Changing leadership

2009-05-28 00:00

THE already troubled political career of the once untouchable Inkatha Freedom Party leader Mangosuthu Buthelezi took another knock last week when the prime minister of the Zulu nation was ousted as chair of the provincial House of Traditional Leaders.

Buthelezi declined to stand for re-election as chairman last Friday after he received only 24 out of 53 nominations, conducted by secret ballot. The other 28 nominations went to the now new chairman of the house, Bhekisisa Felix Bhengu.

For some, Buthelezi’s refusal to accept the nomination and to stand for the election was seen as confirmation that he no longer holds power in the province. To others, his utter refusal to participate in the process suggested he was moping because he failed to receive a unanimous nomination.

Take a closer look and patterns can be discerned in his behaviour.

Just last month, Buthelezi’s party had a disastrous showing in the national and provincial elections, losing the province, perhaps for good, to the African National Congress.

As usual, the IFP went on the offensive ahead of last month’s elections, alleging that there were ballot papers being printed in Pietermaritzburg already marked in favour of the ANC.

The IFP leader pulled the same trick before last week’s House of Traditional Leaders elections, alleging that President Jacob Zuma and KwaZulu-Natal Premier Dr Zweli Mkhize had schmoozed amakhosi by wining and dining them, and by paying them substantial bribes to vote against him. The IFP leader reiterated this in a press briefing later that day.

The headlines that accompanied the story of Buthelezi’s ousting as chairman of the house seemed to herald a looming end to his political career. Could 2009 be the year of demise for the IFP leader?

So far, in the final week of May, it’s not looking good for him.

Over the weekend, the eThekwini IFP Youth Brigade rebelled against the suspensions of seven provincial Youth Brigade leaders, saying that the suspensions were unconstitutional. The youth wing branch reiterated the call for a senior leadership overhaul. With the IFP elective conference taking place in July there will be another opportunity to assess the prospects for Buthelezi’s political career.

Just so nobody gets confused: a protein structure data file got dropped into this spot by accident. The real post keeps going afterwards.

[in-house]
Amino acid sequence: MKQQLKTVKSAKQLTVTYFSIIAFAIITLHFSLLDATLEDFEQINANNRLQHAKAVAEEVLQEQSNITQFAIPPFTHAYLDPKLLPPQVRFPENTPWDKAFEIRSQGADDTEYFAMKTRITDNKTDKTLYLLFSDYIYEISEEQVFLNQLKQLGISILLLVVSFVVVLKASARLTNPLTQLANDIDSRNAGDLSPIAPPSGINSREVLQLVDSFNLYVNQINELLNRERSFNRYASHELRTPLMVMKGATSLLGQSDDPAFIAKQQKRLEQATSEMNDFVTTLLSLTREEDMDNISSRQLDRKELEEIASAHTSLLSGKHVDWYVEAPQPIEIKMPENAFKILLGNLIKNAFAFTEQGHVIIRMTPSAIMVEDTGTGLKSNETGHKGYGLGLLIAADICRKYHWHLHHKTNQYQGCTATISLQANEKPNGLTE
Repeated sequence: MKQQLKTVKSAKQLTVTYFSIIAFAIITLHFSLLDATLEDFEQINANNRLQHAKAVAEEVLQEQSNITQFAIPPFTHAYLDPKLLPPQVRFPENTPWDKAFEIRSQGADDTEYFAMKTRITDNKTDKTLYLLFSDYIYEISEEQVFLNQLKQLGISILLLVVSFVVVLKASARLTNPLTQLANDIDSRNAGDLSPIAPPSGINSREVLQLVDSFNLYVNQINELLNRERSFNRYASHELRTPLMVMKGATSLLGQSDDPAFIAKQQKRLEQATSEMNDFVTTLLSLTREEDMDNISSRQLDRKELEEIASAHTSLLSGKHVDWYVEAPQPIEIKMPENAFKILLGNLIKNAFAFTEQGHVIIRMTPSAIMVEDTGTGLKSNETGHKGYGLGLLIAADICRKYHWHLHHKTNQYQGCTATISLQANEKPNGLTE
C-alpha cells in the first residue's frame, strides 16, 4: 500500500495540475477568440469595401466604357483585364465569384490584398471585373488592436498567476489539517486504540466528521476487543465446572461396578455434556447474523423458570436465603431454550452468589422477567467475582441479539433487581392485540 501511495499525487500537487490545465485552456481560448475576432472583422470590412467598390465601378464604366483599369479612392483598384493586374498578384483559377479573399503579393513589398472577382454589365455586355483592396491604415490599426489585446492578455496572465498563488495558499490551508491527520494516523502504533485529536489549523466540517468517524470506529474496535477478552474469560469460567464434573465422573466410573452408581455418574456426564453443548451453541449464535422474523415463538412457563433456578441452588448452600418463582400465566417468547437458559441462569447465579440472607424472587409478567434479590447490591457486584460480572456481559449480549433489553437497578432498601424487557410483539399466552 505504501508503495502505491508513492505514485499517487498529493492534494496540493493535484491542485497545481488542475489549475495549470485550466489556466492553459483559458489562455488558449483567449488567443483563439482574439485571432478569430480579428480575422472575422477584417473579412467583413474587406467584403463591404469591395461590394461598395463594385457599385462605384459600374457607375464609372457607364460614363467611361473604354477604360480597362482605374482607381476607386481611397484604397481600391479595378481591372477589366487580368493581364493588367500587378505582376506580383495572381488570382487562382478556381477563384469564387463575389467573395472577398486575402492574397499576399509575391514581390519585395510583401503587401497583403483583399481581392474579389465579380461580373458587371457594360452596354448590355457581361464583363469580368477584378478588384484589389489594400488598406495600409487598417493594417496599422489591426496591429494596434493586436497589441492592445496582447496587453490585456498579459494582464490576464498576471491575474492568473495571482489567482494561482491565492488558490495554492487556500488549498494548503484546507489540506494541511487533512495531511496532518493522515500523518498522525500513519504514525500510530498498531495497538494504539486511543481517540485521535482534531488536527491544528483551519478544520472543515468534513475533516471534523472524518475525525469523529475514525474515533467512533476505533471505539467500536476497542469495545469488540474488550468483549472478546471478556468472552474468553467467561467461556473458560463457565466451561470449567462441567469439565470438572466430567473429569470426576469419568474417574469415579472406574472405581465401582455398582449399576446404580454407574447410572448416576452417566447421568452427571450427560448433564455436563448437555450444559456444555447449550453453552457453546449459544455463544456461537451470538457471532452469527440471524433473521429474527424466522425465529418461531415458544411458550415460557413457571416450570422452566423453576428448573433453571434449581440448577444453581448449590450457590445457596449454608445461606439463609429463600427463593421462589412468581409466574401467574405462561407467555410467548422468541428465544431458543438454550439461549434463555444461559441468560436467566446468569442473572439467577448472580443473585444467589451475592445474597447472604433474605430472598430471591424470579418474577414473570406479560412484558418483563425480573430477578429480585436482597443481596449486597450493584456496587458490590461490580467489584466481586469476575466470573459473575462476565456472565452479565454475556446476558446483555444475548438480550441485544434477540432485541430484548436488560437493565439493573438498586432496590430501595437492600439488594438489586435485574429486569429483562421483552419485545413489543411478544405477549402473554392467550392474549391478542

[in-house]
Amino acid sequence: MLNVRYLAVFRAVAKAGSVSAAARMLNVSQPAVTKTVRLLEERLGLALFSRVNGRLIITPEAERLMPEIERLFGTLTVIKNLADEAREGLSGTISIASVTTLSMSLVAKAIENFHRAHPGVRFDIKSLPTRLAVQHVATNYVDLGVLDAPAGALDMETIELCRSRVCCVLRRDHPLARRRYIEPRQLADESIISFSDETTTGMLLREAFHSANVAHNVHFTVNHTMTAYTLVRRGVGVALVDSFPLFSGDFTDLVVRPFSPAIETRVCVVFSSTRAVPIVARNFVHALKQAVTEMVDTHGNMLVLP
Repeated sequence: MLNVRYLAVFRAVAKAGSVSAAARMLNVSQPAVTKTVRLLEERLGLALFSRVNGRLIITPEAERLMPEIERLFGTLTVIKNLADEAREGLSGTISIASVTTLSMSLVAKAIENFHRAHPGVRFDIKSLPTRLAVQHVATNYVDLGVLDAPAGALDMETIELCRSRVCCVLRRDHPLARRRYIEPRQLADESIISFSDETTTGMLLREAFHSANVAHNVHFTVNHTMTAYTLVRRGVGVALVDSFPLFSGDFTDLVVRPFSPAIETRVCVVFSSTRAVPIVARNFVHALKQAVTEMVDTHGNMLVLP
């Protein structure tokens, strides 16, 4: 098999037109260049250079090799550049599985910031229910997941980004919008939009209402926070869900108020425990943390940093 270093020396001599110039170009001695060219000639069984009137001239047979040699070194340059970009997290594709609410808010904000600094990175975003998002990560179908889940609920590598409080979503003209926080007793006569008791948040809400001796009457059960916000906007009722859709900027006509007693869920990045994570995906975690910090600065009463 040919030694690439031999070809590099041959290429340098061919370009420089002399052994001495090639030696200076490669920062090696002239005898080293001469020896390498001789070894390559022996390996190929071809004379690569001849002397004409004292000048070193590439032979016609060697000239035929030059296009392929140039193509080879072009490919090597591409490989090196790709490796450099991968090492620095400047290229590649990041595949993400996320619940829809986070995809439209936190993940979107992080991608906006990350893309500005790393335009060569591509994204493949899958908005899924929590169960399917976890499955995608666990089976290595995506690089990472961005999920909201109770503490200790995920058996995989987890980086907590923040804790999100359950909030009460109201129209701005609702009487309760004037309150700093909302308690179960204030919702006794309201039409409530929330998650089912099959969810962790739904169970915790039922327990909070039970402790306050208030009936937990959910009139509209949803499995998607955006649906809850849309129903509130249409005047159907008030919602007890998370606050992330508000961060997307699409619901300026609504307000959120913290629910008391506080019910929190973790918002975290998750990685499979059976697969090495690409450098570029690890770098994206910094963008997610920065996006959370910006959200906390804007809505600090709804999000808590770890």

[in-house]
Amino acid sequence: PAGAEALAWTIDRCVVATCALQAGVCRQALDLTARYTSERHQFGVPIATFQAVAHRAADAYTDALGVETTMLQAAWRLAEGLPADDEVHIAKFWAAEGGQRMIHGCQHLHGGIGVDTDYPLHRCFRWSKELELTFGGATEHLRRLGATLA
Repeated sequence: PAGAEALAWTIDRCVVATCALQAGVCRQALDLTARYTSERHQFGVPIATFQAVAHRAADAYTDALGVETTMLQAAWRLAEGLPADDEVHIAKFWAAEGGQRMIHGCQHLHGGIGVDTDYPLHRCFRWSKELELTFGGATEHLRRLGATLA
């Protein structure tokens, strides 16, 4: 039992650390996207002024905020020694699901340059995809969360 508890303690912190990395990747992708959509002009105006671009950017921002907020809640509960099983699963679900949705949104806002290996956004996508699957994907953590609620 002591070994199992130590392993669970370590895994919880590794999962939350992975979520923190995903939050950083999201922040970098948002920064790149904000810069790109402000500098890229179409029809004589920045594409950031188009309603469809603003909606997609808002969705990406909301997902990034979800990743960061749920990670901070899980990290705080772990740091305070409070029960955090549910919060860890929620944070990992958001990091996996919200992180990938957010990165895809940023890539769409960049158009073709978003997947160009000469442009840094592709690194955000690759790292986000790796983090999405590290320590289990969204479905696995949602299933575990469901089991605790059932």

But we should remember that the IFP leader is not in unfamiliar territory. In the past 15 years, Buthelezi has been at the helm of a party that has taken more knocks than possibly any other political party in the country. The party was frequently accused of perpetrating political violence in the late eighties and nineties and was at the receiving end of a host of allegations of political intolerance in the province ahead of last month’s elections. But the party leader has shown, over the years, that he can give as good as he gets and is not afraid to take negativity in his stride. So it might be premature to dismiss this seasoned politician.

But in the wake of his exit as its leader, the KZN House of Traditional Leaders has a host of urgent matters to address. The poorest communities in KwaZulu-Natal are those which fall under traditional leaders. These communities are underdeveloped and service delivery is attained at a snail’s pace. These are also the areas in which HIV/Aids is on the rise at an alarming rate. Lack of education and high rates of illiteracy are cited as reasons.

There are continuous squabbles between ward councillors and amakhosi about who is supposed to lead the upliftment of communities. The councillors have political mandates to fulfil; amakhosi are compelled to improve the lives of “their” people. The two “commands” sometimes clash, often at the expense of the people.

Chief among the tasks for Inkosi Bhengu in his new position, then, is to unite amakhosi. A united provincial traditional leadership institution is crucial if it is to be respected and recognised, not only by its “own”, but by the more “modern” citizens of the province. Only a united institution can map a common way forward that would seek to improve lives and to develop, among other things, infrastructure, improve agriculture and promote education in the areas they control.

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